Most of us will remember from high school biology class that kidneys comprise part of the excretory system and function in toxin removal, maintaining electrolyte homeostasis and regulating the body’s acid-base balance. Beyond this, proper kidney function is also critical for the secretion of several important hormones such as erythropoietin and renin, which regulate red blood cell production and arterial blood pressure, respectively. Given the complex roles of the kidney, it’s no surprise that its structure is just as complex with many different parts and cell types working together to carry out its functions.
Kidney Structure Recap
The kidney is organized into the outer renal cortex and the inner renal medulla (Figure 1). Spanning the cortex and medulla are approximately 2 million nephrons. These are complex epithelial tubules that constitute the kidney’s basic structural and functional units. Each nephron is subdivided into a filtration unit called the glomerulus, where filtration occurs, and a segmented tubular resorption compartment (Figure 2). The Bowman’s capsule is a watertight cup-shaped enclosure comprised of parietal epithelial cells, where primary urinary filtrate collects and is emptied through a network of epithelial tubules that starts at the proximal tubules, followed by the loop of Henle, the distal tubules, and finally a collecting duct.
|Figure 1: Kidney position and gross structure||Figure 2: Schematic representation of a nephron|
Nephrons filter approximately 20% of the blood volume that enters the kidneys, removing the waste products from amino acid and protein metabolism, while reabsorbing water and nutrients to maintain homeostasis. In this post, we take a look at just two of the cell types that make up the nephron – the glomerulus podocytes and the proximal tubules.
Structure and Function
Podocytes are one of four cell types within the glomerulus of the nephron, and are a major component of the ultrafiltration machinery. They are terminally differentiated and highly specialized perivascular cells composed of a cell body and elaborate projections known as major processes, that intertwine with each other to form foot processes, which wrap around and encase the glomerular capillaries and neighbor the cells of the Bowman’s capsule.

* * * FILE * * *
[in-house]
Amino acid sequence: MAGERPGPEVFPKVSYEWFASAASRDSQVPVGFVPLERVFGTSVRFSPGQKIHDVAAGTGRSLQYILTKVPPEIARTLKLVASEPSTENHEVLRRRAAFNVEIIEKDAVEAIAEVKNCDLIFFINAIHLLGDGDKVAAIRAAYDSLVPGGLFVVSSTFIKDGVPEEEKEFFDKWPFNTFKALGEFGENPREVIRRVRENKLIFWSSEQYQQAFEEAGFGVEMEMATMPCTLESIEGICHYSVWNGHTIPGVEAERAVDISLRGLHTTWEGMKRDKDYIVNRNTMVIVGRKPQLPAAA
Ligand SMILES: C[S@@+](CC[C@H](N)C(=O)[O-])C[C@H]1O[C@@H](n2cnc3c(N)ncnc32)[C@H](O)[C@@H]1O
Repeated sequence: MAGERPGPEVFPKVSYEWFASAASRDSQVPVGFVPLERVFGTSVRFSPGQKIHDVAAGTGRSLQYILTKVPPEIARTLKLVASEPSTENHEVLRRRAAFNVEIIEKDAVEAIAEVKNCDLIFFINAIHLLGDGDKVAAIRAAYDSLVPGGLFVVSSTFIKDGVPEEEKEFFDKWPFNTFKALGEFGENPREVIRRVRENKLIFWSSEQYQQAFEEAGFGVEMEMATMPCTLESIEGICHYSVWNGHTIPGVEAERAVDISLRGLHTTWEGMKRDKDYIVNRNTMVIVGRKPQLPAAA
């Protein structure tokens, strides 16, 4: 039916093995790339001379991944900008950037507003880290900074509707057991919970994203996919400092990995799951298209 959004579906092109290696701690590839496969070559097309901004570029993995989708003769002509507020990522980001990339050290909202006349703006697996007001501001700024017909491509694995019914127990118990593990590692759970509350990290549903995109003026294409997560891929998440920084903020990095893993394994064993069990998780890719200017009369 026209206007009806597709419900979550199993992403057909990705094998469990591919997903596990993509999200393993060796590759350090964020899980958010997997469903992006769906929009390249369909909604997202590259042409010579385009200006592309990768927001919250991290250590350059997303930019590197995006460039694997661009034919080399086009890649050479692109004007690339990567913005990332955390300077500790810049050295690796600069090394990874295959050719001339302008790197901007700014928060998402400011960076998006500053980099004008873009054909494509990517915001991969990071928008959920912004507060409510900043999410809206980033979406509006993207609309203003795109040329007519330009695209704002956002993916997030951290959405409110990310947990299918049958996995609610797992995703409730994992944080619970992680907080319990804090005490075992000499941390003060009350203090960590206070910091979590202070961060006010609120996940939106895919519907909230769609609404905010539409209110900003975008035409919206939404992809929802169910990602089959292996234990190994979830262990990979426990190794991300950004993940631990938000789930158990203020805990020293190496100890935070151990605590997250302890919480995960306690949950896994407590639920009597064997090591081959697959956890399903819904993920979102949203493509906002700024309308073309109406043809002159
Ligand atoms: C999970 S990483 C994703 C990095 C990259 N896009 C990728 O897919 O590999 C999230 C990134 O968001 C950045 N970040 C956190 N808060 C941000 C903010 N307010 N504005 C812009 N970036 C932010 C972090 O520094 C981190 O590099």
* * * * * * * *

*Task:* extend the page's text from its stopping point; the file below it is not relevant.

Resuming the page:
A well functioning kidney filters metabolic byproducts into the urine while blocking the passage of larger essential molecules such as albumin. This selective filtration process occurs across the glomerular capillary wall, and podocytes play an active role in this process. When foot processes from adjacent podocytes intertwine with each other, they form a network of narrow and somewhat uniform gaps at the glomerular basement membrane (GBM). The porous capillaries of the glomerulus thus retain blood cells and permit the passage of small solutes, while the overlying GBM is less permeable to macromolecules, in particular to albumin. The cytoskeletal dynamics, structural plasticity of and signaling between podocytes is essential to their role in glomerular filtration and proper kidney function.
Structure and Function
The proximal tubule lies in the kidney’s cortex, and is the part of the nephron that begins at the urinary end of the glomerulus and ends at the loop of Henle. The tubule is seen as three segments; S1, S2, and S3, where S1 and S2 make up the proximal convoluted tubule that comprises complex cells, while the cells that make up S3 constitute the proximal straight tubule and are less complex.